Every time a stranger inevitably stops Kevin Dockett in his Maryland neighborhood to ask about the red Cardinals flag that flaps from his Cadillac, it provides him a chance to tell them about a miracle named Darnell Dockett.
And Darnell's uncle is more than happy to share the story of his Pro Bowl nephew whose life he helped transform.
"I can't even find the words to tell you how proud I am," Kevin Dockett said by phone. "I can't tell you what it's like to see people I don't even know wearing his jersey and cheering for him. It's unbelievable."
How else to describe the fifth-year defensive tackle's journey from motherless teenage criminal to a man who on Sunday might win a Super Bowl?
Even Dockett himself shakes his head when recounting his childhood horrors in vivid detail.
The impetus of Dockett's difficulties, he says, was his mother's death. He returned to their Decatur, Ga., home on that day in 1994 to find her with a gunshot wound to the back of the head. He was just 13, but it's an image he still can't shake.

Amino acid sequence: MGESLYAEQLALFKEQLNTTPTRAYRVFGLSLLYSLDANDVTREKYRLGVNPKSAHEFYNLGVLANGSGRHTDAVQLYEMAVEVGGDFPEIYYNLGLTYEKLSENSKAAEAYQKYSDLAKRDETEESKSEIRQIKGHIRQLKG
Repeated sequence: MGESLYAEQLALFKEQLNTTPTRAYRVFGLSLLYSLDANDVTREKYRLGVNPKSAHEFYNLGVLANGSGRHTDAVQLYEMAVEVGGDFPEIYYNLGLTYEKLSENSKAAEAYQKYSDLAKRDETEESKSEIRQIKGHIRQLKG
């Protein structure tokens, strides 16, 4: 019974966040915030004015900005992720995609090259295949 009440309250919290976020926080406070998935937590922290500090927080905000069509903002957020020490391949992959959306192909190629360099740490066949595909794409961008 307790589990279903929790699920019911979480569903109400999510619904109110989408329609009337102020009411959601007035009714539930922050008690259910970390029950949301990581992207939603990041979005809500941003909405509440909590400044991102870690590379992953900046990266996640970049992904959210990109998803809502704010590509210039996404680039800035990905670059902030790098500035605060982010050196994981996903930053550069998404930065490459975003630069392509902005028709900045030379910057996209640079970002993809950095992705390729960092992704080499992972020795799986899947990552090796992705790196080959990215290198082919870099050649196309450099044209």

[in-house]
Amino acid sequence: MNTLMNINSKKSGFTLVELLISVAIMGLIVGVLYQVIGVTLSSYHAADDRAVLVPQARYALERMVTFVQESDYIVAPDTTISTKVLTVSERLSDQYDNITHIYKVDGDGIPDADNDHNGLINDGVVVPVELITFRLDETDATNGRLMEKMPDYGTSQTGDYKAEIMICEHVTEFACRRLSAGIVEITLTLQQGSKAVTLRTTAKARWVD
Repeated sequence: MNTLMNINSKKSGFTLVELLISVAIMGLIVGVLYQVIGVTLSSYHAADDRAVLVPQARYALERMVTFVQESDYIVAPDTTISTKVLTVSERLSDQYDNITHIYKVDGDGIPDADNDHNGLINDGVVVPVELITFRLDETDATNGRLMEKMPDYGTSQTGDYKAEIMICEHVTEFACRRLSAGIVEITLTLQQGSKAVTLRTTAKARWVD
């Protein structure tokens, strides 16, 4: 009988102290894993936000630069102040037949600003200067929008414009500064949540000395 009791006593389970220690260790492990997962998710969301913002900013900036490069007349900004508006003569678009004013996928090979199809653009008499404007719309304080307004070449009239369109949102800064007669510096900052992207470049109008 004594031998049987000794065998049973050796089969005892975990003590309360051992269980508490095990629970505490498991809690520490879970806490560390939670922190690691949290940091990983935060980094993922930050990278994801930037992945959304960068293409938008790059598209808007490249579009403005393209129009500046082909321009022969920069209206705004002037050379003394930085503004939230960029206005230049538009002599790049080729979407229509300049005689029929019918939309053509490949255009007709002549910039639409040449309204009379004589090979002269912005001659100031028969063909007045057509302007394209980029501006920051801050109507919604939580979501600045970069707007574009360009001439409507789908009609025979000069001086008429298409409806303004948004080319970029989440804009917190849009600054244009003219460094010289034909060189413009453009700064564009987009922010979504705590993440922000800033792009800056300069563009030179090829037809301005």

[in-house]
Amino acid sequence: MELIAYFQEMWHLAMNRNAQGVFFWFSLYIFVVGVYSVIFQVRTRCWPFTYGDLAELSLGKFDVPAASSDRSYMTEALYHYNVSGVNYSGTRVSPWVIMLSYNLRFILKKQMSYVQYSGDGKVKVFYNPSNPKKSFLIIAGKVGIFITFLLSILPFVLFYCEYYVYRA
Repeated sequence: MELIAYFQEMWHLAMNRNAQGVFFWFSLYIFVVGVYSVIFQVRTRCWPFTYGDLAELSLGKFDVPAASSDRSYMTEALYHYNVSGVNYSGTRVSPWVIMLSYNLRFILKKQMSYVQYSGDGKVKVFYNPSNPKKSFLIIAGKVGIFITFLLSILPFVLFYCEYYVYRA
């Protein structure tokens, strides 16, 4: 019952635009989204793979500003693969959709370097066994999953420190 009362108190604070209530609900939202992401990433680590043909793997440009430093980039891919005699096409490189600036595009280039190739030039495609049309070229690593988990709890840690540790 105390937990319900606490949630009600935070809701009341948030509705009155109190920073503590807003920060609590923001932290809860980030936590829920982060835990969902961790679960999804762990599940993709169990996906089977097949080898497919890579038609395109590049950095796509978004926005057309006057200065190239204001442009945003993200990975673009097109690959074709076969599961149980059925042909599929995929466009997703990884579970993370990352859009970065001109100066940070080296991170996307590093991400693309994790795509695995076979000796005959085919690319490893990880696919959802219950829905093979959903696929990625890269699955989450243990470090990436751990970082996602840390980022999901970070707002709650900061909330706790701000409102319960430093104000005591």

The circumstances surrounding Cheryl Hambrick's death remain unknown. There are no suspects and no leads.
"I would like to sit down with the killer," the 6-foot-4, 285-pounder said, "to ask them what was going through your head and just let them know all the pain you caused."
Dockett knows it's unlikely the chance will ever come.
"I realized it was in the projects, and it was a single black mom. They probably weren't going to put a lot of effort into finding the killer anyway," the former Florida State star said. "I took it and moved on."
He has turned the page on his pain, a sign of his growth evident in everything from his locker room leadership to his decisions as a new father. The more he grew, the more he realized obsessing was no good.
"Being on this team and from going to Bible study and getting closer to God and being closer to my teammates, one thing I've learned is forgiveness," Dockett said. "But I still want to know why, what were you thinking? But it's just to get the demons out."